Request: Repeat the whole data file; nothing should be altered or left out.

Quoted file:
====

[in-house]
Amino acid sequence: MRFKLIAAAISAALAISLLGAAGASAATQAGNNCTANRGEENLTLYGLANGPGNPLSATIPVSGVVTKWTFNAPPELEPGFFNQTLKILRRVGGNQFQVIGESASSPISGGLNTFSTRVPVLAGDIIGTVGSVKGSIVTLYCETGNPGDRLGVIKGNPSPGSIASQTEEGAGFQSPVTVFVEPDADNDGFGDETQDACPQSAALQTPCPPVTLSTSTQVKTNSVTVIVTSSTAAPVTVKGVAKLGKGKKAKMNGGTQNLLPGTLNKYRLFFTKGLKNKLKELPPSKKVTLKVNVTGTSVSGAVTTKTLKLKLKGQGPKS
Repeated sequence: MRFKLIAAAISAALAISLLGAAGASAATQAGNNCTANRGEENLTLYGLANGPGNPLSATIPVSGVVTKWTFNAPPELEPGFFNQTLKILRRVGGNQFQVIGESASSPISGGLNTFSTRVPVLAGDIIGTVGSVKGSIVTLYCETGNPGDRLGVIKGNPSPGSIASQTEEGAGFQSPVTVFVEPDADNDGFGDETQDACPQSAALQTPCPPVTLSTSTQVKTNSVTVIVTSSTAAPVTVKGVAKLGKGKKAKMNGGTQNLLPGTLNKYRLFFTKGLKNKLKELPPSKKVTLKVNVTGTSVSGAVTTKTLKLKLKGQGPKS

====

[in-house]
Amino acid sequence: MRFKLIAAAISAALAISLLGAAGASAATQAGNNCTANRGEENLTLYGLANGPGNPLSATIPVSGVVTKWTFNAPPELEPGFFNQTLKILRRVGGNQFQVIGESASSPISGGLNTFSTRVPVLAGDIIGTVGSVKGSIVTLYCETGNPGDRLGVIKGNPSPGSIASQTEEGAGFQSPVTVFVEPDADNDGFGDETQDACPQSAALQTPCPPVTLSTSTQVKTNSVTVIVTSSTAAPVTVKGVAKLGKGKKAKMNGGTQNLLPGTLNKYRLFFTKGLKNKLKELPPSKKVTLKVNVTGTSVSGAVTTKTLKLKLKGQGPKS
Repeated sequence: MRFKLIAAAISAALAISLLGAAGASAATQAGNNCTANRGEENLTLYGLANGPGNPLSATIPVSGVVTKWTFNAPPELEPGFFNQTLKILRRVGGNQFQVIGESASSPISGGLNTFSTRVPVLAGDIIGTVGSVKGSIVTLYCETGNPGDRLGVIKGNPSPGSIASQTEEGAGFQSPVTVFVEPDADNDGFGDETQDACPQSAALQTPCPPVTLSTSTQVKTNSVTVIVTSSTAAPVTVKGVAKLGKGKKAKMNGGTQNLLPGTLNKYRLFFTKGLKNKLKELPPSKKVTLKVNVTGTSVSGAVTTKTLKLKLKGQGPKS